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Margin Account

Margin Account

A margin account is a brokerage account that allows the customer to use leverage to purchase securities. This means the account holder can take a loan from the broker to make investments. Margin rules are federally regulated, but margin requirements and interest may vary among broker and dealers.

BREAKING DOWN Margin Account

Most brokers offer the ability to set up a margin account and give you a lot of buying power without much of any cash investment on trader's part. To understand how margin accounts can be helpful, consider an investor who bought a share of stock for $50 US Dollars (USD), whereupon the market price of the stock went up to $75 USD. If he paid cash for it, the return on his investment is 50%, which is a very respectable rate of return. However, if he paid $25 USD in cash and $25 USD in funds borrowed on margin, his return is 100%. He still has to pay back the money he borrowed, but by spreading his margin borrowing over several purchases, he will increase his profits, as long as the price of his stock goes up.

Margin Account Pros and Cons

A margin account is offered by brokerages that allow investors to borrow money to buy securities. An investor might put down 50% of the purchase price and borrow the rest from the broker. The broker charges the investor interest for the right to borrow money and uses the securities as collateral. However, in volatile markets, a broker may calculate the account value at the close and then continue to calculate calls on subsequent days on a real-time basis. A margin loan can be a valuable tool in the right circumstances, but be aware that it can magnify both profits and losses.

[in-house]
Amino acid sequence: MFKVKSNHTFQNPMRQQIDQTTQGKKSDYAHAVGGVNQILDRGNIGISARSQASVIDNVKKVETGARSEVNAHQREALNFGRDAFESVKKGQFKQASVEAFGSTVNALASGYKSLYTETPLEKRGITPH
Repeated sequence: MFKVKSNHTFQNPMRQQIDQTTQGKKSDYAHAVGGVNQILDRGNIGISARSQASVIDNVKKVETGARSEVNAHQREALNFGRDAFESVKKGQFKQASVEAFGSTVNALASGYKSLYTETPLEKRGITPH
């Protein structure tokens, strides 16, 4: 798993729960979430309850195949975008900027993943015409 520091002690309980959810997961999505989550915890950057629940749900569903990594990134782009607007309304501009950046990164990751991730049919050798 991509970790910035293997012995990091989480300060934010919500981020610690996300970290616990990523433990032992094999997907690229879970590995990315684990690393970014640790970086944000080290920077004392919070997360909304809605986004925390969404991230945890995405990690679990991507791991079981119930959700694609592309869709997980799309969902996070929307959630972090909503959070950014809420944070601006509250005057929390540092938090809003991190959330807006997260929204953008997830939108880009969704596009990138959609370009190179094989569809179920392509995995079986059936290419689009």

Once the equity of your account drops down and you get under maintenance margin threshold of your broker, they then have the right to issue a “Margin Call”. A margin call says that your broker can either sell your positions without your consent in order to get their investment back, or they may require you to deposit additional capital into your account to get you back above the maintenance margin threshold.
Buying on margin is mainly used for short-term investments because of the interest charges. Margin works well when investments are going up in value but can be crippling if the value goes down. That’s why margin accounts better suit investors knowledgeable in additional investment risks and demands.

Federal Regulations on Margin Accounts

The Federal Reserve limits the amount which may be borrowed on margin to 50% of the value of the purchase. A margin account is necessary when selling stocks short and is usually used by people who simply want to leverage their investment, rather than people who can’t afford the full purchase price of the securities.
Besides that, margin account cannot be used for buying stocks on margin for an individual retirement account (IRA), Uniform Gift to Minor account (UGMA), a trust or other fiduciary account; these accounts require cash deposits. In addition, a margin account cannot be used when purchasing less than $2,000 in stock; buying stock in an initial public offering (IPO); buying stock trading at less than $5 per share; or for stocks trading anywhere other than the New York Stock Exchange (NYSE) or the NASDAQ National Market.
Although the use of highly leveraged margin may increase the potential for gains, traders should carefully consider the high risks and costs of using it before entering their trades.


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